A new Android malware strain, based on the Xerxes banking Trojan, has been discovered by analysts at ThreatFabric, the mobile security firm. Dubbed BlackRock, this new threat emerged in May 2020 and works like most Android banking trojans, with the exception of targeting more apps than most of its predecessors. The trojan will steal both login credentials (username and passwords), where available, but also prompt the victim to enter payment card details if the apps support financial transactions. It comes equipped with a wide range of data theft capabilities, which allows it to target a huge 337 Android applications. ThreatFabric found that the malware’s data collection takes place via a technique called “overlays,” which consists of detecting when a user tries to interact with a legitimate app and showing a fake window on top that collects the victim’s login details and card data before allowing the user to enter the intended legitimate app.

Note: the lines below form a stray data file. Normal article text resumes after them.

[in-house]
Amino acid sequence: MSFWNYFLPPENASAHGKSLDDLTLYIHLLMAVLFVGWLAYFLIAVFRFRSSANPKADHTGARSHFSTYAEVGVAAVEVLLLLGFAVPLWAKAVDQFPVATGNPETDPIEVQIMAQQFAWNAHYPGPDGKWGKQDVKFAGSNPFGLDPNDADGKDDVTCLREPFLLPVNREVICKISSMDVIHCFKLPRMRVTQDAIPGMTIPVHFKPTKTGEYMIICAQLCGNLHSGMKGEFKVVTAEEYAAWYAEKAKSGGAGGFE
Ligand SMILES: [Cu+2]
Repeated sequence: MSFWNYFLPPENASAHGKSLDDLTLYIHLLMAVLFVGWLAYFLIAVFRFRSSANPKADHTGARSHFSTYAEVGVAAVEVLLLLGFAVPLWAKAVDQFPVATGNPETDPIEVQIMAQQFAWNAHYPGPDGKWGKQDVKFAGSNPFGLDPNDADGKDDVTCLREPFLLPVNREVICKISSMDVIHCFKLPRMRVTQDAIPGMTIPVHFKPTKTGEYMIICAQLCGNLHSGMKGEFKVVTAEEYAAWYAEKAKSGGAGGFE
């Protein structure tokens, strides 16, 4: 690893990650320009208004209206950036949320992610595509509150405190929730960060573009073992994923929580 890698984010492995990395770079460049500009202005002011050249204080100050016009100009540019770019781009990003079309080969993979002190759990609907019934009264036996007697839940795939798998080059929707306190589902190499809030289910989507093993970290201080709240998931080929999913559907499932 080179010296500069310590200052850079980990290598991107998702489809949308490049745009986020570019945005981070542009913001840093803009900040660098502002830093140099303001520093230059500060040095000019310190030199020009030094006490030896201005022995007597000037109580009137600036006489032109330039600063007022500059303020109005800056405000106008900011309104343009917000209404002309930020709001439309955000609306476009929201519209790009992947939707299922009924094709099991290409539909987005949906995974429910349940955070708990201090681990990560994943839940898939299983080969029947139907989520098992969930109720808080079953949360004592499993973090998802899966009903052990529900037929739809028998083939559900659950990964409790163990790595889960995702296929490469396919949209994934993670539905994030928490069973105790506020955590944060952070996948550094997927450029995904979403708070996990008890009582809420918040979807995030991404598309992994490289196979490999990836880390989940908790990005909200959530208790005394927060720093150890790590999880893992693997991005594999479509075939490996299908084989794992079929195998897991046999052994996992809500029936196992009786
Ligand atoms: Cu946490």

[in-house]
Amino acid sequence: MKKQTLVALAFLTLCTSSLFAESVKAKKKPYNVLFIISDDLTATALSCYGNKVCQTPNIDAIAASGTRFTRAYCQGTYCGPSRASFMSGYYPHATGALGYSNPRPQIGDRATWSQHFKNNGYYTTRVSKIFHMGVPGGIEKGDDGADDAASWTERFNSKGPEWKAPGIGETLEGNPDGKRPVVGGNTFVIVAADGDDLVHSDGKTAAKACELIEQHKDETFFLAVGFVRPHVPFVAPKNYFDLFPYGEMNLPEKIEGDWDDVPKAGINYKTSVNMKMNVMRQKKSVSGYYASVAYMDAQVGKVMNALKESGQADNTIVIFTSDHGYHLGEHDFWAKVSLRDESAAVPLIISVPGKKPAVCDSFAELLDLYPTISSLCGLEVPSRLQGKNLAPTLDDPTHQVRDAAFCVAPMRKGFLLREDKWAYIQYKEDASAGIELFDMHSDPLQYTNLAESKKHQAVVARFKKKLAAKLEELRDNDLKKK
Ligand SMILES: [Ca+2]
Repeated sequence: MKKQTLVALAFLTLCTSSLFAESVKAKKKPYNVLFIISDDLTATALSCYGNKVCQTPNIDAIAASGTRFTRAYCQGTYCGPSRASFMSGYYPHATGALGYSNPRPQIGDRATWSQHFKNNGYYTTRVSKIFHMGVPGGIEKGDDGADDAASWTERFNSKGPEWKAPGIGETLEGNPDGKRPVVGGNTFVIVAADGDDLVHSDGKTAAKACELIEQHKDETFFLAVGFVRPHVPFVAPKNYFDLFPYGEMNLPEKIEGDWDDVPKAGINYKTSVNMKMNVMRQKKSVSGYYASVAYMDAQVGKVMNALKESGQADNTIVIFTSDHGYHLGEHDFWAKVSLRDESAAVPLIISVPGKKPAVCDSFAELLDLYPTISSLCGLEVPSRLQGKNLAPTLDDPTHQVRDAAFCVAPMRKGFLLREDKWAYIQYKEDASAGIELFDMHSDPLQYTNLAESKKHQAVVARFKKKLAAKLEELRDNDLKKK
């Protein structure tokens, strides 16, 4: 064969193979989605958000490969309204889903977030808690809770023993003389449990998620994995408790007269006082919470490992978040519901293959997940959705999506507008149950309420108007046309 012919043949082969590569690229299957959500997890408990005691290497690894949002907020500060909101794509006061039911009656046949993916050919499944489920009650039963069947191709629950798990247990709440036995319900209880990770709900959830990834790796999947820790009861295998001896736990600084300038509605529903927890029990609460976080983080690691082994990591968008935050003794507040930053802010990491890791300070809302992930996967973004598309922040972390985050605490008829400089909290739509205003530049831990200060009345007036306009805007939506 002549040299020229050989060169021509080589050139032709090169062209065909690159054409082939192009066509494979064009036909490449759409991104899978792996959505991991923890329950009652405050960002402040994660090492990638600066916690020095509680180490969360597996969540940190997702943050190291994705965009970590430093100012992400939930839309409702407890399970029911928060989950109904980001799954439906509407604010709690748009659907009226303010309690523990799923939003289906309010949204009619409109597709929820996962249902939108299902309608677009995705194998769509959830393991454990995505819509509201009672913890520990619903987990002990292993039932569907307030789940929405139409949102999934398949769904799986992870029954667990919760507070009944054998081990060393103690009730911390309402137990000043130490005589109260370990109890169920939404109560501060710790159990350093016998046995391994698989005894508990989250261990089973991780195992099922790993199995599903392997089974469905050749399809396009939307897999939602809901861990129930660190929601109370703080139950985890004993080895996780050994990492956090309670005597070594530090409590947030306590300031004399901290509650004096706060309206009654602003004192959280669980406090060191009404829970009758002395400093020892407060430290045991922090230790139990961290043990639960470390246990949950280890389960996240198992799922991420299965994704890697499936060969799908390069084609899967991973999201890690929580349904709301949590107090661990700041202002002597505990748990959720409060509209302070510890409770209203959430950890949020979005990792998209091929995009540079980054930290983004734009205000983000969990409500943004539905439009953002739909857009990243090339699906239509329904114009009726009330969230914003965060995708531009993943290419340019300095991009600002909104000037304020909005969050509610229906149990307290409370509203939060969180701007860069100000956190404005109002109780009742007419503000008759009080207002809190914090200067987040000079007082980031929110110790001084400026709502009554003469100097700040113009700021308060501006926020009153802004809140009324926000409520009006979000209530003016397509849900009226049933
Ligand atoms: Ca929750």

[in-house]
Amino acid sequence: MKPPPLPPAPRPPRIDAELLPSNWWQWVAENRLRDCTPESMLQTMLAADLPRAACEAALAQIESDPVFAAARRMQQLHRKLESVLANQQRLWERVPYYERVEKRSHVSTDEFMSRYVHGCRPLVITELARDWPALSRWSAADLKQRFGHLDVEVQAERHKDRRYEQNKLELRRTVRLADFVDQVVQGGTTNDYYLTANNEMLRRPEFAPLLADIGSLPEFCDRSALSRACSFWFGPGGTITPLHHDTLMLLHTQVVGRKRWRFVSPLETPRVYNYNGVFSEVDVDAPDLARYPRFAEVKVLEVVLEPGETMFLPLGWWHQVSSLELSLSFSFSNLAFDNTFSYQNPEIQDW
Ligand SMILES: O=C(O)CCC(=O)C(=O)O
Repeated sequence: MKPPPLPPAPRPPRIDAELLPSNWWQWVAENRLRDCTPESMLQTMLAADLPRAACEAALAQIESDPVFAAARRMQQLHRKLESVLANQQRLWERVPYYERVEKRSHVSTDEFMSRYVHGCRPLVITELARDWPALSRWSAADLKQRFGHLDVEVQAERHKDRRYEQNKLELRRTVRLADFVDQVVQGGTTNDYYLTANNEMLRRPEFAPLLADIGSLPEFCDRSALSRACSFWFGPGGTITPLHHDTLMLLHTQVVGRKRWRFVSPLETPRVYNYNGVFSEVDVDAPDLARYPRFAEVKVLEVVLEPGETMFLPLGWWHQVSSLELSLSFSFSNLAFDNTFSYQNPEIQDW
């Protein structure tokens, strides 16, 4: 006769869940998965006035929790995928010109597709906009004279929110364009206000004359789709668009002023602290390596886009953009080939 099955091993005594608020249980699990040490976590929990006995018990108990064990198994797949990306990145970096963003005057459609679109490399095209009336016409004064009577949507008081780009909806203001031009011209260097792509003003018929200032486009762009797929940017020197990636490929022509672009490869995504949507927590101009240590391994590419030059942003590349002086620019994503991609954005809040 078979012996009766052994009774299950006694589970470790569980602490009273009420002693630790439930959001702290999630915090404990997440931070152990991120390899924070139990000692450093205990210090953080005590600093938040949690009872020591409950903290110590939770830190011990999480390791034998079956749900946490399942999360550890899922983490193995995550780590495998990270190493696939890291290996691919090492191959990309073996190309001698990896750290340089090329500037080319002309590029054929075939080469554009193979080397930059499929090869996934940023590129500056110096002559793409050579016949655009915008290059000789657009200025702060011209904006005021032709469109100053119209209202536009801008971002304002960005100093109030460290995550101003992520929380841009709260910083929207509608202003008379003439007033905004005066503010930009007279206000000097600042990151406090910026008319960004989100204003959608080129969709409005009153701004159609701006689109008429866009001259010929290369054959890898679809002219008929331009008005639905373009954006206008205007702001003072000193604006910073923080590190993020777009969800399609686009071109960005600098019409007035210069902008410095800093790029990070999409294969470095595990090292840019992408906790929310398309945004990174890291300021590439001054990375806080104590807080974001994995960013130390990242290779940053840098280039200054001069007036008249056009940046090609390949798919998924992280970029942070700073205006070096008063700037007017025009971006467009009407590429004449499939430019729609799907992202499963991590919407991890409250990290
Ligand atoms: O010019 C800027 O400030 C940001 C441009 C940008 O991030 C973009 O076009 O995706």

The source code of the Xerxes malware was made public by its author around May 2019, and when the source code of the malware is made publicly accessible it is pretty common to see the threat landscape being supplemented with new malware variants or families based on said code.
Unfortunately, this malware is particularly sophisticated and can camouflage itself as a genuine app to do some damaging spy work in the background. It is vital that users know what apps they are downloading, or they may risk unknowingly downloading something illicit. The best way to avoid this is by checking reviews and only using trusted app stores.
Once this malware is installed on your device, it can copy every single keystroke – instantly stealing passwords or security answers without your knowledge. One way to protect yourself from keyloggers is to use a password manager. This way, you will only need to copy and paste passwords and other sensitive information from the manager, and the keylogger will only be able to log that you used the clipboard copy and paste function, rather than capturing your private credentials.